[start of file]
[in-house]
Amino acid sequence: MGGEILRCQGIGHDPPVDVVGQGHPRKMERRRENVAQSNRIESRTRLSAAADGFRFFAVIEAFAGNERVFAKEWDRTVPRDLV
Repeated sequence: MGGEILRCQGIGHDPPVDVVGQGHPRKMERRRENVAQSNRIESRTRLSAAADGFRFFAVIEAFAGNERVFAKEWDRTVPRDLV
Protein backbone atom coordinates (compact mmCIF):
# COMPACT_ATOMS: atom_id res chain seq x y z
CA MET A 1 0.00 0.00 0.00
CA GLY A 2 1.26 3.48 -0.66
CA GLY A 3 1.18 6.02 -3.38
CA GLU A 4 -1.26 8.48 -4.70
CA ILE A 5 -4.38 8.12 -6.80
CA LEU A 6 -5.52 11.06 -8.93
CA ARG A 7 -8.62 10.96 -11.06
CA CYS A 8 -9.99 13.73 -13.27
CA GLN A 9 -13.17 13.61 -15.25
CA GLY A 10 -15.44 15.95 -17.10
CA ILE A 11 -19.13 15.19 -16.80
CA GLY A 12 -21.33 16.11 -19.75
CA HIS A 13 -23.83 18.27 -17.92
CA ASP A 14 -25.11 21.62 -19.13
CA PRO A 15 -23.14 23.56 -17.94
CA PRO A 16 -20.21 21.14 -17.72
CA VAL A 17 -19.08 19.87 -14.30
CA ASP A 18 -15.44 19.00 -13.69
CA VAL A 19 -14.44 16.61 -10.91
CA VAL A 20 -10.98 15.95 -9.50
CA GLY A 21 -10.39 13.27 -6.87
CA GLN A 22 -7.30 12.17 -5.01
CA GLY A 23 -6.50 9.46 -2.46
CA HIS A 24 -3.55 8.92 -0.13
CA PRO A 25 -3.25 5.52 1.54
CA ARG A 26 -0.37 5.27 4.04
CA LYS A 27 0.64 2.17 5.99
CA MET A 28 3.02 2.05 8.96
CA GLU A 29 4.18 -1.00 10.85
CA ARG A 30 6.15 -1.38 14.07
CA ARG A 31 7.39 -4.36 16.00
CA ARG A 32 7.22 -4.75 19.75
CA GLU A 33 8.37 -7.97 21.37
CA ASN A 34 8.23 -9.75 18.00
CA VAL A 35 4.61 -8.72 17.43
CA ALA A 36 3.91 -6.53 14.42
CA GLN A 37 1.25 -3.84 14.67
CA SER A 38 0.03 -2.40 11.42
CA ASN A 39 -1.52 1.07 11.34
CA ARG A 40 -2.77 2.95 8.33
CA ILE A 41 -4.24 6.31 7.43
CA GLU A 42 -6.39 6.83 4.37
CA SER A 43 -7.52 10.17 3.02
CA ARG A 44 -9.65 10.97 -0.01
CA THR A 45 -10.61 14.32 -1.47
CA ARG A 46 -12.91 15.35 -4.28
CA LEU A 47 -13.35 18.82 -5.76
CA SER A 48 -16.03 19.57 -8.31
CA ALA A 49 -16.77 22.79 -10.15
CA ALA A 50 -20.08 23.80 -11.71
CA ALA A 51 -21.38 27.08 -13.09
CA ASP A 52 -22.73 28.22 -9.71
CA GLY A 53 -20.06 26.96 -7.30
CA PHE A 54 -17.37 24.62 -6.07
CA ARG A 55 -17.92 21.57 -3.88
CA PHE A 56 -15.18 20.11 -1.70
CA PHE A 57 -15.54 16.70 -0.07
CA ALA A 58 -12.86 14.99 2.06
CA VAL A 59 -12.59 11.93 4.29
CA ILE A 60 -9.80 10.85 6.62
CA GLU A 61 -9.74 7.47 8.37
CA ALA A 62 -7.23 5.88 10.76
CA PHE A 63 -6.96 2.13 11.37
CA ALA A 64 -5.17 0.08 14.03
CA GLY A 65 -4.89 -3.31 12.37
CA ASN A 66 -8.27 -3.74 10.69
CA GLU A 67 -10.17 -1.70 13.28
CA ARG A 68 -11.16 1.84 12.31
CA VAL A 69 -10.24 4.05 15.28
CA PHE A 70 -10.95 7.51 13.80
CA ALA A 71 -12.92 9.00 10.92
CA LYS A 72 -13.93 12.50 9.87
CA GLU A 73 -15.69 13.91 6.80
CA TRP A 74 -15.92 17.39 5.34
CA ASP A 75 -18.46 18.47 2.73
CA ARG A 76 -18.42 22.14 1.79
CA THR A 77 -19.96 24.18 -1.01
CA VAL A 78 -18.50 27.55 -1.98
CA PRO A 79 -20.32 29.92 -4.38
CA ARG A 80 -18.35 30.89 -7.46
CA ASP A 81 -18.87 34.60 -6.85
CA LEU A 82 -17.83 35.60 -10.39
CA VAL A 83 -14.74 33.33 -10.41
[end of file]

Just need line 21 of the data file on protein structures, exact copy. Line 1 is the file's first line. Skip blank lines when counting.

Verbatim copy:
CA PRO A 16 -20.21 21.14 -17.72